Is it possible that Hollywood filmmakers are suddenly cognizant of the increasing numbers of boomers retiring, newly rested, with time on their hands to go to the movies?

Is it possible that Hollywood filmmakers are suddenly cognizant of the increasing numbers of boomers retiring, newly rested, with time on their hands to go to the movies?

The year led off with "The Best Exotic Marigold Hotel." What gave the film poignancy and sweetness was, to be sure, the superb cast of aging British actors. But also the genius of relocating said snow geese to a hotel in India, immersing them in a culture of such unexpected contrasts that India became a character in the story.

Where "Marigold" captures the extraordinary, "Hope Springs" focuses on the ordinary, on a married couple, Arnold (Tommy Lee Jones) and Kay (Meryl Streep), married for some 30 years and in a relatively comfortable cul-de-sac relationship.

Their two children are gone, their affection for one another is subdued, absent anything other than the briefest peck on the check or a hasty touch on the arm. Arnold, who snores and has a bad back, sleeps in a separate bedroom.

It's Kay who feels a void in her life. She wants more from Arnold, emotionally and physically. Arnold is content to carry on in his remote way.

So Kay decides to push the status quo, signing them up for a week with a renowned couples therapist, Dr. Feld (Steve Carell), based in Hope Springs, Maine. It took a gunfight to get Arnold from Omaha to Hope Springs, but he agrees. And there they are, two sexagenarians, balanced on a precipice, Arnold a rock of resistance, and Kay timid but courageous, determined to bring about a change that represents the unknown.

Couples therapy can be incredibly dicey for the therapist because it is constructed from a triangle, and though the film barely alludes to the dynamics of triangulation, it's almost impossible for one such as Dr. Feld not to be pulled into a couple's dance, a tango that has been perfected over decades. There are years of small and not so small grievances and misunderstandings, more baggage than found in a hotel lobby, unpacked and scrutinized as the couple struggles to overcome years of routinized distance.

And it's here that the film, in a way, disappoints. Dr. Feld predicates all that he does on the premise that the path to overcoming alienation can be found through sexual intimacy, rather than suggesting that the way to genuine closeness is through honest, open conversation first. But then Hollywood has long ago decided that films about conversation will be the road less-traveled.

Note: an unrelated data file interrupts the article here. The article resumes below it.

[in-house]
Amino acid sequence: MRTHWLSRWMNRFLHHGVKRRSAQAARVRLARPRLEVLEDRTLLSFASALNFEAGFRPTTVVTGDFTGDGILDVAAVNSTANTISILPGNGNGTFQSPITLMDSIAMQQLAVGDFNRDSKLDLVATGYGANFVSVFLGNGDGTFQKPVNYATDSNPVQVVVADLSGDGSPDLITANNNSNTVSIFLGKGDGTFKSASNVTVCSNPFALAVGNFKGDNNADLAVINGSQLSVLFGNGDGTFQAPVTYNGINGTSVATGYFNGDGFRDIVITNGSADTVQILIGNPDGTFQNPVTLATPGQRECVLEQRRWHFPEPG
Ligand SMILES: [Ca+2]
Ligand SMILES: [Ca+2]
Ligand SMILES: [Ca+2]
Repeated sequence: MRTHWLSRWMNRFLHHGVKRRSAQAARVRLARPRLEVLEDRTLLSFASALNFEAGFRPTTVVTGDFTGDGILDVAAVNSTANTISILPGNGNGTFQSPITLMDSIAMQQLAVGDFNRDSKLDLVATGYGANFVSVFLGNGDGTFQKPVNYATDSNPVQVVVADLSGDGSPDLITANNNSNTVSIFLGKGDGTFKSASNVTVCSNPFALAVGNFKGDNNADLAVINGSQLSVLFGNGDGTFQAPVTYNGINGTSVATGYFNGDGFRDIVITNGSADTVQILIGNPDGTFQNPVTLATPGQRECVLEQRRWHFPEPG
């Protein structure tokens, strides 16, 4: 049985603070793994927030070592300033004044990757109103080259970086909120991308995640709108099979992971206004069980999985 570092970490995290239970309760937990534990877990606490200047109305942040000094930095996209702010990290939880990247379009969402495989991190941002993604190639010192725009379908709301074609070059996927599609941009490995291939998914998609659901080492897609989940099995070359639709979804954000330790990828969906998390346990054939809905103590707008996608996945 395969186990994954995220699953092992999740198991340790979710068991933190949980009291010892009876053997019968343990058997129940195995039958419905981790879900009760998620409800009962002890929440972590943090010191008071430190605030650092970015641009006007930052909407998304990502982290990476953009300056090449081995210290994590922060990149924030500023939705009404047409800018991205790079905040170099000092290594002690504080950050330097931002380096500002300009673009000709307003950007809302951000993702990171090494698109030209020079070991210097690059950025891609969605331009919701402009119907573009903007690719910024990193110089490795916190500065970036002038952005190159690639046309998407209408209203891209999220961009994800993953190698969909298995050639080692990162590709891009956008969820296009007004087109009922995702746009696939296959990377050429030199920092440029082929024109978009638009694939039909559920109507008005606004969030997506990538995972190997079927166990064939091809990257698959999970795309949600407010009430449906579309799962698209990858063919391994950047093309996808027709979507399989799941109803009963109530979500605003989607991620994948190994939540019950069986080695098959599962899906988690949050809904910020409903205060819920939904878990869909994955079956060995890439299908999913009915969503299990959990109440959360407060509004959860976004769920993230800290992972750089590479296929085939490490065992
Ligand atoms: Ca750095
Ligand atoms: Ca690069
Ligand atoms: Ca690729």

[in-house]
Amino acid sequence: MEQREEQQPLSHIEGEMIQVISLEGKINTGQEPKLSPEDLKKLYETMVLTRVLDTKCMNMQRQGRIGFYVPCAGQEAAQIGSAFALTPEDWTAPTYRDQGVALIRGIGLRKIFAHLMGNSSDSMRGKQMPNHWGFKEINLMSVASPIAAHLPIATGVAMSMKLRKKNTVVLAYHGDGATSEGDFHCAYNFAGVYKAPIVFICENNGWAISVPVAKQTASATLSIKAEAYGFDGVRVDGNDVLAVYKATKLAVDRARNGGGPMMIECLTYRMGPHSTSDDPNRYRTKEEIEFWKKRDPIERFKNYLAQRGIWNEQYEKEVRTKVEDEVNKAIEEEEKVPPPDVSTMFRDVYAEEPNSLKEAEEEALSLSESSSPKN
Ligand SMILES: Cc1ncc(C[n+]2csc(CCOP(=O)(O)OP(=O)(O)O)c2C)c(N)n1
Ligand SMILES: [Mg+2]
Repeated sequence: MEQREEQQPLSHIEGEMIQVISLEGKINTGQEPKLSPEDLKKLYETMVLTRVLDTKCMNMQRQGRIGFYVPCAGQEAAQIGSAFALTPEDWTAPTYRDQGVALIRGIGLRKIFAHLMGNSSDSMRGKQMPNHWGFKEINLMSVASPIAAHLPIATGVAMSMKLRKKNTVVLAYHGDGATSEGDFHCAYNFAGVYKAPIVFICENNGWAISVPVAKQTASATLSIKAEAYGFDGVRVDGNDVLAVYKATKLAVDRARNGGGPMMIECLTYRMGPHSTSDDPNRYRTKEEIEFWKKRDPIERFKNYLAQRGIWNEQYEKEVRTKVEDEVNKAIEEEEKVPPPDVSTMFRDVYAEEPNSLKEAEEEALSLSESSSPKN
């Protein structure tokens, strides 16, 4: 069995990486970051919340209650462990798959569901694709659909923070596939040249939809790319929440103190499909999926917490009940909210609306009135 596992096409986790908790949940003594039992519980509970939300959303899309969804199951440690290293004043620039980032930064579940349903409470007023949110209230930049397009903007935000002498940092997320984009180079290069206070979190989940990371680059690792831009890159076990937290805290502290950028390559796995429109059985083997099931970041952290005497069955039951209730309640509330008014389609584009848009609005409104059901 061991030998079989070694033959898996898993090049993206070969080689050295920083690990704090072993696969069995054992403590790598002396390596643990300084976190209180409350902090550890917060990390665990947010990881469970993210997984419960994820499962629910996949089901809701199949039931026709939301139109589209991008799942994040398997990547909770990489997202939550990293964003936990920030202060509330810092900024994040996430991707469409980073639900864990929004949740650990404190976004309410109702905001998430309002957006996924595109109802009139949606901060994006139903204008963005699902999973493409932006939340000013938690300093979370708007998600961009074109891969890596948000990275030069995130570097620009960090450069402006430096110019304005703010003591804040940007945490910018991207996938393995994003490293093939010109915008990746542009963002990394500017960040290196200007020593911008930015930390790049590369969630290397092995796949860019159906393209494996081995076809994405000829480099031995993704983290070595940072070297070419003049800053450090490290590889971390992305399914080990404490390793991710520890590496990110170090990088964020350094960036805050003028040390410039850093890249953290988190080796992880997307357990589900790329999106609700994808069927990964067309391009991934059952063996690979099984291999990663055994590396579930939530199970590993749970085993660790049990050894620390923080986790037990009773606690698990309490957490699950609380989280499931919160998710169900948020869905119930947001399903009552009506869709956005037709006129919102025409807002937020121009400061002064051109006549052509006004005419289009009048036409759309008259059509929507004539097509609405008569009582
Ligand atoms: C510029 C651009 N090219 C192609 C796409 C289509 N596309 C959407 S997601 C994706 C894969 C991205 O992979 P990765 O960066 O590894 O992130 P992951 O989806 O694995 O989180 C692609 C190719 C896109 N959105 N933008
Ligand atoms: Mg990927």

Hence, "Hope Springs" morphs into comedic drama, flirting with farce, edged with sadness as Kay and Arnold struggle to do their "let's-get-physical" assignments, to include a scene in a French movie theater that is both painful and hilarious but almost beside the point.

One week of therapy cannot make a dent in three decades of revetments carefully constructed out of love and disappointment and fear.

Ultimately, the truly nifty thing about "Hope Springs" is watching two master actors at work. Streep and Jones are glorious and therefore, "Hope" floats.

Expendables 2

If you're a geezer, it's really, really tough getting work in hardcore B-movies. But not if you're Sly Stallone. He collects all those old guys, so memorably hot in the early '80s, terminators ready to die hard, gets some really haute couture berets and Kevlar, tight T-shirts in de rigueur designer black, outfits this rusty band of brothers with state-of-the-art weaponry and voila! You've got a movie franchise. Kitsch on steroids.

So who is really surprised that "Expendables 2" arrived in a theater near you, the creaky cohorts back in full regalia, waiting for their Social Security checks to arrive so they can buy ammo. They've already got a plane, and they've got an assignment to find a cache of Russian plutonium, somewhere in Nepal.

But when young Billy "the kid" (Liam Hemsworth) is killed by the bad guys, who also steal the plutonium, well, it's now payback. Ah sweet revenge, a meal best served very cold.

Not to be excluded from the reunion of killers without remorse is Booker (Chuck Norris) and Euro-trash evil (Jean Claude van Damme) and ex-Gov. Arnold.

The formula: high body count, lots of blood splatter, a break for daily fiber and a nap, shoot the bad guys a lot, save the good guys, and make sure there is one woman, 20something, to balance out the geriatric brigade. Conclude with a right ending. Rinse and repeat.

Plan for Expendables 3.